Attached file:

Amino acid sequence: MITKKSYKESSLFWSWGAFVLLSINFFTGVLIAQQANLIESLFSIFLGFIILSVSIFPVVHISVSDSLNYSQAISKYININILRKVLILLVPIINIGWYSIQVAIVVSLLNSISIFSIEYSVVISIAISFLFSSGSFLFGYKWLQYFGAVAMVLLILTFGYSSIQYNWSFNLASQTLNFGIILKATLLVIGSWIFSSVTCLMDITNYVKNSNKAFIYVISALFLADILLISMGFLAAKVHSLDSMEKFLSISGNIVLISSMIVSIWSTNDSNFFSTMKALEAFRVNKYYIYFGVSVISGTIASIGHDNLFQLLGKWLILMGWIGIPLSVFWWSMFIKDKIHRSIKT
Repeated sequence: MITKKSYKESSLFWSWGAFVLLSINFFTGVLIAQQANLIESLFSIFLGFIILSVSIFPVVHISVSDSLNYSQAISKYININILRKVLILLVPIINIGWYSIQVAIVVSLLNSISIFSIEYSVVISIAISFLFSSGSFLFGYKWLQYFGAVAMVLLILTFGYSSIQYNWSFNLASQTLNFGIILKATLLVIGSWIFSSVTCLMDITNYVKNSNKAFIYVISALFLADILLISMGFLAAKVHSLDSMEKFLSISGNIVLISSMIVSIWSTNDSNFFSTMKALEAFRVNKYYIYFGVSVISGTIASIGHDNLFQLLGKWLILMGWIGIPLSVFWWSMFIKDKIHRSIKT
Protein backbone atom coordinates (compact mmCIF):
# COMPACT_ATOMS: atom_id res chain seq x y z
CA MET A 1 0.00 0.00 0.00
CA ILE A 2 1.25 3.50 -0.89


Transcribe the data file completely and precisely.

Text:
Amino acid sequence: MITKKSYKESSLFWSWGAFVLLSINFFTGVLIAQQANLIESLFSIFLGFIILSVSIFPVVHISVSDSLNYSQAISKYININILRKVLILLVPIINIGWYSIQVAIVVSLLNSISIFSIEYSVVISIAISFLFSSGSFLFGYKWLQYFGAVAMVLLILTFGYSSIQYNWSFNLASQTLNFGIILKATLLVIGSWIFSSVTCLMDITNYVKNSNKAFIYVISALFLADILLISMGFLAAKVHSLDSMEKFLSISGNIVLISSMIVSIWSTNDSNFFSTMKALEAFRVNKYYIYFGVSVISGTIASIGHDNLFQLLGKWLILMGWIGIPLSVFWWSMFIKDKIHRSIKT
Repeated sequence: MITKKSYKESSLFWSWGAFVLLSINFFTGVLIAQQANLIESLFSIFLGFIILSVSIFPVVHISVSDSLNYSQAISKYININILRKVLILLVPIINIGWYSIQVAIVVSLLNSISIFSIEYSVVISIAISFLFSSGSFLFGYKWLQYFGAVAMVLLILTFGYSSIQYNWSFNLASQTLNFGIILKATLLVIGSWIFSSVTCLMDITNYVKNSNKAFIYVISALFLADILLISMGFLAAKVHSLDSMEKFLSISGNIVLISSMIVSIWSTNDSNFFSTMKALEAFRVNKYYIYFGVSVISGTIASIGHDNLFQLLGKWLILMGWIGIPLSVFWWSMFIKDKIHRSIKT
Protein backbone atom coordinates (compact mmCIF):
# COMPACT_ATOMS: atom_id res chain seq x y z
CA MET A 1 0.00 0.00 0.00
CA ILE A 2 1.25 3.50 -0.89